Meanwhile, Jimmy Walker showed the world that he’s not to be underestimated. As I’ve been saying for a few weeks, he’s a silent assassin and he showed that on Friday morning. His back might be a little sore after carrying Fowler on his back for most of the day. The Americans won two of the last three to steal a half point against Kaymer and Bjorn. Walker chipped in twice, including at a crucial moment on no. 16 to win the hole. Then, he drained an eight-footer for birdie on no. 18 to win the hole and halve the match. But I think since they’re playing alternate shot, they might struggle against Sergio and Rory, unless Rickie turns the momentum around and starts playing a little better.
Nonetheless, this should be a thrilling match to watch.
Match 4: Victor Dubuisson/Graeme McDowell vs. Phil Mickelson/Keegan Bradley
This prediction might come to a surprise to most American fans, but Mickelson couldn’t find a fairway in the morning fourballs. How Sergio and Rory didn’t rout Phil and Keegan is still a bit of a mystery to me — well, oh wait, they couldn’t make a putt to save their lives.
But, remember, this is a lot of golf for anyone, and it’s even tougher for Phil, an arthritic 44-year-old. Keegan, who has the hot putter, can only carry Phil so far.
They’re also playing against a fresh European duo, as G-Mac and Dubuisson both sat out this morning. Plus, I’m convinced Dubuisson is going to play awesome, especially if the WGC-Accenture Match Play Championship is anything to go by (yes, yes, I know, it was in February, but still, the guy has balls). The Frenchman is also a longer hitter, which will help G-Mac’s short punts off the tee.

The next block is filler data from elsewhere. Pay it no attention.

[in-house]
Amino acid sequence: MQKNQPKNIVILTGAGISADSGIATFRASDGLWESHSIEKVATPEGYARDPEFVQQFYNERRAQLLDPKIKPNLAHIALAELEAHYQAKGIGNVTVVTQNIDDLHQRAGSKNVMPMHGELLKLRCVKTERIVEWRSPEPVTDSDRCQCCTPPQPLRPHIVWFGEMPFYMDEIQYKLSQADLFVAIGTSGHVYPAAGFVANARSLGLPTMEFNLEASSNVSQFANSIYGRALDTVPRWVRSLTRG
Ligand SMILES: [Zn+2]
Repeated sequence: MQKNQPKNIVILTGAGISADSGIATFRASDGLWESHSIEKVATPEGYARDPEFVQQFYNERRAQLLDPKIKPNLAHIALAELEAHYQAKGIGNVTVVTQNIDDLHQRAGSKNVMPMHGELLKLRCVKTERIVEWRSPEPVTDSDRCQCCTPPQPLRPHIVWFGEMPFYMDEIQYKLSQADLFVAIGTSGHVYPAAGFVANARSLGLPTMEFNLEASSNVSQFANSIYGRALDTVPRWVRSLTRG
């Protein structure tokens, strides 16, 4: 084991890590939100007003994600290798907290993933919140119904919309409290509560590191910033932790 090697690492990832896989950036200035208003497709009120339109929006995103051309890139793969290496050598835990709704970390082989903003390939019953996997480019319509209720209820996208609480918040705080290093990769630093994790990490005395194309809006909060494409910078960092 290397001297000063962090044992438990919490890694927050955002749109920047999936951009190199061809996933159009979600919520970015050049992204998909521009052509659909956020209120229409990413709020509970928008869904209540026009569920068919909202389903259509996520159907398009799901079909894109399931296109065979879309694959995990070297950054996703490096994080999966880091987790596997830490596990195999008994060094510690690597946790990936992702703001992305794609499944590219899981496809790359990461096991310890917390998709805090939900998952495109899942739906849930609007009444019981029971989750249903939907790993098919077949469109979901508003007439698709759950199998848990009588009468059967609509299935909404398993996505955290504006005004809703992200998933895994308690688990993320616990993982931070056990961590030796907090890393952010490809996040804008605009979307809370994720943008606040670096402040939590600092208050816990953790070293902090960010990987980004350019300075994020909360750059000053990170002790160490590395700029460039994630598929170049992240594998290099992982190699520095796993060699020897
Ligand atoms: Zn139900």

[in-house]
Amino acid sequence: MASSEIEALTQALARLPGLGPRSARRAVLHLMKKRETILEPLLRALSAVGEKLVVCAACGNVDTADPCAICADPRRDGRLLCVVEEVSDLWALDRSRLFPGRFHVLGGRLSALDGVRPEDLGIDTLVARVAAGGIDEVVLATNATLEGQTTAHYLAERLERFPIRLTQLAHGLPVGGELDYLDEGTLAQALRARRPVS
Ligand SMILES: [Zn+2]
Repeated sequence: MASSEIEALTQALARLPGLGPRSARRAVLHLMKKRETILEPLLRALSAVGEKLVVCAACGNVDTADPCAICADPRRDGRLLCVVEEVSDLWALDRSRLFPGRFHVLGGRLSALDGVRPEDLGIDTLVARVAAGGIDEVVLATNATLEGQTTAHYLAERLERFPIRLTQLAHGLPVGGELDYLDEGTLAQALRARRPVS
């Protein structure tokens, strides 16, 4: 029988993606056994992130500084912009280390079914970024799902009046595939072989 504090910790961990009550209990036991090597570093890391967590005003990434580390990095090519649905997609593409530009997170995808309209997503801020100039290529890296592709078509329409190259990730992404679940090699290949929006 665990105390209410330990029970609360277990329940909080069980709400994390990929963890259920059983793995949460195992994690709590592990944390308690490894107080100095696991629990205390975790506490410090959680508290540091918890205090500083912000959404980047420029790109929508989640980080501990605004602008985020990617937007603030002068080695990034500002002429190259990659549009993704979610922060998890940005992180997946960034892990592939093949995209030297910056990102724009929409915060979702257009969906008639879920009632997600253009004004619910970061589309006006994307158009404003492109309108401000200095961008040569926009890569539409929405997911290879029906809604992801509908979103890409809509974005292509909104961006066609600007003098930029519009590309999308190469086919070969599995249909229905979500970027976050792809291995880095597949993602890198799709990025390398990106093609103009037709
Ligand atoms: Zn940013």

While G-Mac hasn’t played well lately, nor did he do anything to write home about in the 2012 Ryder Cup, he’s a leader, who is excellent for team morale and motivation.
This should be a close one, though, and definitely an entertaining match to watch.
Crap, I just realized that I picked Europe to win three of the four matches this afternoon. But when I saw the draw, my first reaction was, “We’re in trouble.”
It’s absolutely baffling that Captain Tom Watson decided to sit the dynamic duo of rookies, Jordan Spieth and Patrick Reed, after they won the first point for Team USA, crushing Ryder Cup hero Ian Poulter and home favorite Stephen Gallacher 5&4.
I. Just. Don’t. Get. It.
Granted Poulter and Gallacher didn’t play well, Spieth and Reed certainly didn’t shank their way to a 5&4 drubbing. Why wouldn’t you want to keep their momentum and confidence going? They’re also the two youngest players on the American team at only 21 and 25 years old, so there’s no need to “rest” them.
I’m looking forward to the explanation from Captain Watson. But, the good news is the Americans managed to steal the first session from the Europeans. After a slow start, the U.S. team managed to turn it around and snag the momentum, winning the Friday morning fourballs at 2.5 to 1.5 points.
Oh, on a selfish note, the best part are my bet slips, one of which accurately predicted the aforementioned point total at the end of the first session. I also correctly predicted the first and third fourball matches. I almost got the second one, too, but I don’t win anything for a halve.
To close, here’s a random musing: Jimmy Walker is my new favorite American player.
Results of Session One: